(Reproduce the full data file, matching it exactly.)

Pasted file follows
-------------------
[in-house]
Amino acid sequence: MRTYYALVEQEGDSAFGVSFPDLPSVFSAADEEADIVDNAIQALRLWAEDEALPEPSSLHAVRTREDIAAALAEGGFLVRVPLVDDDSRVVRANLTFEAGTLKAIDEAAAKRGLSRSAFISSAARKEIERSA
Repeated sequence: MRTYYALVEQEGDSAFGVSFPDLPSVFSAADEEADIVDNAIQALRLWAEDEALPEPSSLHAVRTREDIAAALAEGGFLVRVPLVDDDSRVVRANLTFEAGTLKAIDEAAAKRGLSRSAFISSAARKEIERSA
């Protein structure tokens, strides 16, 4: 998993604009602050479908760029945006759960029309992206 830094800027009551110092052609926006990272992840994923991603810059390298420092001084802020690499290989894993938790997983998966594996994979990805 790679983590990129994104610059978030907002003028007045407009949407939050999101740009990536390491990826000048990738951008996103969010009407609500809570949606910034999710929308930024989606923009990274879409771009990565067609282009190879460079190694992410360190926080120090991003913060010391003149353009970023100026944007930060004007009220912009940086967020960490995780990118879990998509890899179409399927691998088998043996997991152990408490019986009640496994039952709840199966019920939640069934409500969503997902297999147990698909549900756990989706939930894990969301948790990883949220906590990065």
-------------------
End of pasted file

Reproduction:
[in-house]
Amino acid sequence: MRTYYALVEQEGDSAFGVSFPDLPSVFSAADEEADIVDNAIQALRLWAEDEALPEPSSLHAVRTREDIAAALAEGGFLVRVPLVDDDSRVVRANLTFEAGTLKAIDEAAAKRGLSRSAFISSAARKEIERSA
Repeated sequence: MRTYYALVEQEGDSAFGVSFPDLPSVFSAADEEADIVDNAIQALRLWAEDEALPEPSSLHAVRTREDIAAALAEGGFLVRVPLVDDDSRVVRANLTFEAGTLKAIDEAAAKRGLSRSAFISSAARKEIERSA
């Protein structure tokens, strides 16, 4: 998993604009602050479908760029945006759960029309992206 830094800027009551110092052609926006990272992840994923991603810059390298420092001084802020690499290989894993938790997983998966594996994979990805 790679983590990129994104610059978030907002003028007045407009949407939050999101740009990536390491990826000048990738951008996103969010009407609500809570949606910034999710929308930024989606923009990274879409771009990565067609282009190879460079190694992410360190926080120090991003913060010391003149353009970023100026944007930060004007009220912009940086967020960490995780990118879990998509890899179409399927691998088998043996997991152990408490019986009640496994039952709840199966019920939640069934409500969503997902297999147990698909549900756990989706939930894990969301948790990883949220906590990065």